The Marketplace of Revolution Chapter 3: Consumer's New World
This chapter begins with something that I feel may have been a point of departure for the entire book – Edmund Burke’s 1775 speech before the House of Commons appealing for a peaceful resolution to the crisis in America. Burke’s argument is almost entirely an economic one. He cites the data compiled throughout the century by the Inspector-General of Imports and Exports, showing that the colonies were vital to the empire’s economic security. He coins a couple phrases, as well, that have become common verbiage for historians of the time period, those being the “salutary neglect” first instituted by William and Mary after the Glorious Revolution, and the description of Great Britain as an “empire of goods”.
The notion of Great Britain as an “empire of goods” is vital to this book, and equally vital to fully understanding the revolution that lead to the founding of our country. A fact often lost when people look at this time period is that Great Britain viewed itself as a completely new and different kind of empire. The English felt uncomfortable even calling their country an empire, a term which brought to mind images of Rome, which was built on a foundation of military conquest. This empire was based on freedom and sound economic policy that lead to commercial prosperity for all.
Though it may not seem to be so since England was waging war on its European neighbors almost constantly during their entire colonial period, the overriding view of citizens of Great Britain was that the England of the eighteenth century was vastly different from the monarchs who ruled in medieval times. We find such rhetoric on both sides of the Atlantic. Here’s what a New York writer had to say in the 1760’s: England had “laid the foundation of the greatest Empire that ever existed: An Empire the more glorious, as it was not to be founded on the ruin and destruction of our own Species, but what is in the highest degree laudable, the cultivating and peopling [of] an immense wilderness.”
Here’s some more rhetoric from John Dickinson, in his 1768 pamphlet Letters from a Pennsylvania Farmer: In the old days colonies were established “by warlike nations to keep their enemies in awe; to relieve their country, over-burthened with inhabitants; or to discharge a number of discontented and troublesome citizens… in more modern ages, the spirit of violence being in some measure… sheathed in commerce, colonies have been settled by the nations of Europe for purposes of trade. These purposes were to be attained, by the colonies raising for their mother country those things which she did not produce herself; and by supplying themselves from her with things they wanted. These were the national objects, in the commencement of our colonies, and have been uniformly so in their promotion.”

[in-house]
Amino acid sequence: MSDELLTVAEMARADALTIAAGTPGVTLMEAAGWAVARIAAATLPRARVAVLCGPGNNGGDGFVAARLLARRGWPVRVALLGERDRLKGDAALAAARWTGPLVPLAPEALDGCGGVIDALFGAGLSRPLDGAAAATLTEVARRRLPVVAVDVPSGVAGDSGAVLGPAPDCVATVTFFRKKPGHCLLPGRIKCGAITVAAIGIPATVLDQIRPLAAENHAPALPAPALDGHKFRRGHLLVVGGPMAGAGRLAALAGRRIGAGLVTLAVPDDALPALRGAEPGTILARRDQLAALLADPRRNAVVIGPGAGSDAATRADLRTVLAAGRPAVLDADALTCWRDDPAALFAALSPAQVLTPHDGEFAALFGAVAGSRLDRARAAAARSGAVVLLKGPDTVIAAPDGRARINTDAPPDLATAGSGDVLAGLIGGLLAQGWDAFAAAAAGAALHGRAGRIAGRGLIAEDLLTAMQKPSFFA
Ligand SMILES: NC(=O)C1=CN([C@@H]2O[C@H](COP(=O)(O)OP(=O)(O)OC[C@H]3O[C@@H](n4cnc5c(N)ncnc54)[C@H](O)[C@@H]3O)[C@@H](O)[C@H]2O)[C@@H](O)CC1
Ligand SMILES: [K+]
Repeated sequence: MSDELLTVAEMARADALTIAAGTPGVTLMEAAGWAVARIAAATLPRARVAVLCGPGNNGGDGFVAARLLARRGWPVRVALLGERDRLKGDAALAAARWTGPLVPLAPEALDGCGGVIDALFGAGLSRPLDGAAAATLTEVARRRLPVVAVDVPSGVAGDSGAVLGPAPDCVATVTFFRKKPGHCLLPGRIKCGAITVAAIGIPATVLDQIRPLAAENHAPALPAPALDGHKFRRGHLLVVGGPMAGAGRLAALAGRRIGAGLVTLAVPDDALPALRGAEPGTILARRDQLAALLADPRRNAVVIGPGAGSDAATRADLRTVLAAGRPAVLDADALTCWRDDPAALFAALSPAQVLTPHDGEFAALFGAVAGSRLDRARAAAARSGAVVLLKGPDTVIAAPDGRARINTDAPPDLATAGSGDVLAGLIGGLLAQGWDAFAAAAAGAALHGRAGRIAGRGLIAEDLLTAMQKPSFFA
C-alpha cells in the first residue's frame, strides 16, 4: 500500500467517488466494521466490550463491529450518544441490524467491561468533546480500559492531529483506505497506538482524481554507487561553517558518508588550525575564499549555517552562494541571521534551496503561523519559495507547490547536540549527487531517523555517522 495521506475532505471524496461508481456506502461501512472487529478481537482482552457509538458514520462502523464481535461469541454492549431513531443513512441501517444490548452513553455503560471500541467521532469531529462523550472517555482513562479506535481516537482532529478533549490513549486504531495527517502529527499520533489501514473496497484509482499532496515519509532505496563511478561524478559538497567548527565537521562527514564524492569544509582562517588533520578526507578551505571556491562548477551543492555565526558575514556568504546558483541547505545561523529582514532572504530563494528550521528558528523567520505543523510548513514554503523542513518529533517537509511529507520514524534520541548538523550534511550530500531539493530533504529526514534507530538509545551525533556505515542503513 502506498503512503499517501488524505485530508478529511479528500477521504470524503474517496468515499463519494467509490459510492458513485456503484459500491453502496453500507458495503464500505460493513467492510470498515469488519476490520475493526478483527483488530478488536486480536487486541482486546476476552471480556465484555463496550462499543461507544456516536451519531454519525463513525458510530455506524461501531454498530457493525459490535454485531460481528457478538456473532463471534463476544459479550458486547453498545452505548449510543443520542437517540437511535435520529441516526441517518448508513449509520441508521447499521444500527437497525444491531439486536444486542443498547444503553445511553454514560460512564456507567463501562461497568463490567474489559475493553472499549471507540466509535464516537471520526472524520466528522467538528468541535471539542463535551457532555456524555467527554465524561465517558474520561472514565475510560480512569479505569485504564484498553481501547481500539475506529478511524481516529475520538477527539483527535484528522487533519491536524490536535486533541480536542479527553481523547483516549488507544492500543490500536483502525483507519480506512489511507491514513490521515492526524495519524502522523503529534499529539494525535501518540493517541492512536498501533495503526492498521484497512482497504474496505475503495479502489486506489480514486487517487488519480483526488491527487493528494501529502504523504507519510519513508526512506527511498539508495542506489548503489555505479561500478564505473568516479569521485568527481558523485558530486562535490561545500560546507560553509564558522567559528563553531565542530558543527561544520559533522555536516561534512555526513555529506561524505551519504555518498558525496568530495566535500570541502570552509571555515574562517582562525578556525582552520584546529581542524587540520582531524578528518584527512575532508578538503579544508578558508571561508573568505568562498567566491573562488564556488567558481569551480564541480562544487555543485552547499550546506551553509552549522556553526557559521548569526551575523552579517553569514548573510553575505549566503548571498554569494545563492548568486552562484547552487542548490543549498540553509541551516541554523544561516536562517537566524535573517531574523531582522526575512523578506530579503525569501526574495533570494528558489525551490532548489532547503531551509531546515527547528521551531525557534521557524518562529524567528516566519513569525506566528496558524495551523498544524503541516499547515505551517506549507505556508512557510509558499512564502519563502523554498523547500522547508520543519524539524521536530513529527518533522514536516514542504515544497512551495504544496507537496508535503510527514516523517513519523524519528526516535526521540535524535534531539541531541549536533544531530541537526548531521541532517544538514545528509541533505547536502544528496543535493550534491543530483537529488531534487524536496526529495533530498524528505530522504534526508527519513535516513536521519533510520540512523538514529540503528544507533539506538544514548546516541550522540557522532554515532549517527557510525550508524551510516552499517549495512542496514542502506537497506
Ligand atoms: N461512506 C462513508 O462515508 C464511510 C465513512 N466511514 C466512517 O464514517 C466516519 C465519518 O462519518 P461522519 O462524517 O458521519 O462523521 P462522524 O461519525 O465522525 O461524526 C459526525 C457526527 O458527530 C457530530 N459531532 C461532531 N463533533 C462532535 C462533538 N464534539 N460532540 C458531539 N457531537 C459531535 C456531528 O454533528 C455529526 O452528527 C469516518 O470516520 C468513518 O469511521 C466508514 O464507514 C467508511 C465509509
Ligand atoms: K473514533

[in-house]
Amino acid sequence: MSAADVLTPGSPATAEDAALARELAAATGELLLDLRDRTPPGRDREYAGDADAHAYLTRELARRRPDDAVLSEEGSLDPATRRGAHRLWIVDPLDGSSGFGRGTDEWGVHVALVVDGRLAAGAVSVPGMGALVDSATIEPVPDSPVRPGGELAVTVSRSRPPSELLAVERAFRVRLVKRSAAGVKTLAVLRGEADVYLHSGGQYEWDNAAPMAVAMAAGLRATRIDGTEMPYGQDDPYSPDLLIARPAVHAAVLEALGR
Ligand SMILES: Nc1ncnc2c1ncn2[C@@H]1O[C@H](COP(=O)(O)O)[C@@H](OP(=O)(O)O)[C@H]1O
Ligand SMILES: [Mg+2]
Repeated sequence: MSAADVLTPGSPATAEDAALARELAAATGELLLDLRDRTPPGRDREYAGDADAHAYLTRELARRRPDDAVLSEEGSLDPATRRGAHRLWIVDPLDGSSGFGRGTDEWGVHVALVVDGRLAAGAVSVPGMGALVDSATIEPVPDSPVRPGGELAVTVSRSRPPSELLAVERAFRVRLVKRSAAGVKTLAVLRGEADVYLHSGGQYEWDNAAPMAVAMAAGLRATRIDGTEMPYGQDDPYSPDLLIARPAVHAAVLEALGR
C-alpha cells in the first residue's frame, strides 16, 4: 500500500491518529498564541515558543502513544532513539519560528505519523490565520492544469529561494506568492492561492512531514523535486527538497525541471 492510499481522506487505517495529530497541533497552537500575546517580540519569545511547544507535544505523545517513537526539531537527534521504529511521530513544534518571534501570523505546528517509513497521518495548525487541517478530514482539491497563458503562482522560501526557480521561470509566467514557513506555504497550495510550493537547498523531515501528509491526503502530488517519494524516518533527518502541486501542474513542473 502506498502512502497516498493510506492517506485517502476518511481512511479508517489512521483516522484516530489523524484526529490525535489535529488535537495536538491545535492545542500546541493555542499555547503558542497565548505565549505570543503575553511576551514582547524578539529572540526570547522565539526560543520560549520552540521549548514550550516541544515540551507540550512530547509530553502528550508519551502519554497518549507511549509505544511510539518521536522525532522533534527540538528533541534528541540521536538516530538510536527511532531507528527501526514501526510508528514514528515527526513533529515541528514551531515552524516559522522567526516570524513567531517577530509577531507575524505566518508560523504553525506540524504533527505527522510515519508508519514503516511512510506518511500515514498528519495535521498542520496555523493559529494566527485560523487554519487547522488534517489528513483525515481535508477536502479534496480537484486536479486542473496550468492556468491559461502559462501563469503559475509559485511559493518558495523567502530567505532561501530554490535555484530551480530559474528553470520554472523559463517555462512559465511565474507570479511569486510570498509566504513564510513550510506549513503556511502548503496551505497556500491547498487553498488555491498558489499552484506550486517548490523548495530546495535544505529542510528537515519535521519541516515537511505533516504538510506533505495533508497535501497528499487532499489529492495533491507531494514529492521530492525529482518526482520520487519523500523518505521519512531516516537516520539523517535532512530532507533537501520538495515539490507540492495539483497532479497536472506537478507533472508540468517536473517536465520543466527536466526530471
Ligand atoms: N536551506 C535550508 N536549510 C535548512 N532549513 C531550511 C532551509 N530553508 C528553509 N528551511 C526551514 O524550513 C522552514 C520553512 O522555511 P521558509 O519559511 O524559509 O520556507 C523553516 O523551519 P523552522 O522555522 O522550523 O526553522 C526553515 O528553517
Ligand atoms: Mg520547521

This chapter also explores the state of England’s manufacturing industry. Here’s an interesting bit from a pamphlet on the advantages of the Glorious Revolution: “Another undeniable Instance of the Advantage which has accrued to this Nation by the [Glorious] Revolution is the vast Increase and flourishing Condition of our Manufactures; and if Industry is a Characteristic of Liberty, I may venture to affirm that no country in Europe can at this day produce such glorious Proof of being in Possession of this valuable Blessing as Great Britain,”
And more from an economic philosopher of the time: “Industry hath its foundation on liberty, and those men, who either are actual slaves, or have reason to believe their freedom precarious, will never succeed in trade; which thrives and flourishes most in climates of liberty and ease.”
Quite in contrast to Benjamin Franklin’s analysis in the previous chapter – that a successful manufacturing industry depends on impoverished people willing to submit themselves to wage slavery. However, we receive perhaps a more honest description from Joshua Johnson, who traveled to England to survey the country’s leading industrial towns. He discovered the bizarre system, developed probably a couple hundred years earlier, in which peasants would receive raw materials from agents, assemble goods themselves, then return the completed products at the end of the week for a small wage, one which could barely support them. In other words, Franklin was right.
Overall, the colonists viewed their relationship with England as mutually beneficial. However, they sometimes seemed to take a defensive tone on the topic, seemingly suspecting that the English may view them as inferior. The Navigation Acts of the 1600’s fueled this mutually beneficial relationship, though they remain quite mysterious to me. They seem to be a blatant indicator of the colonies’ subservience and inferiority, though they were seemingly accepted and obeyed almost uniformly. The two main purposes of the Navigation Acts were these: 1) Limit overseas trade to English ships manned by English sailors to prevent the Dutch from trading in the Americas and to encourage the training of sailors who could later be impressed into the military. 2) Deny colonists access to European markets, so that all goods coming in and out of the Americas had to pass through England. And it was not until the 1760’s, when these acts were re-enforced, that colonists expressed negativity toward them. Though colonists happily obeyed them prior to the 1760’s, they seemed to view the re-enforcement as some kind of exclamation point to the taxes they viewed as unconstitutional, accentuating their inferiority.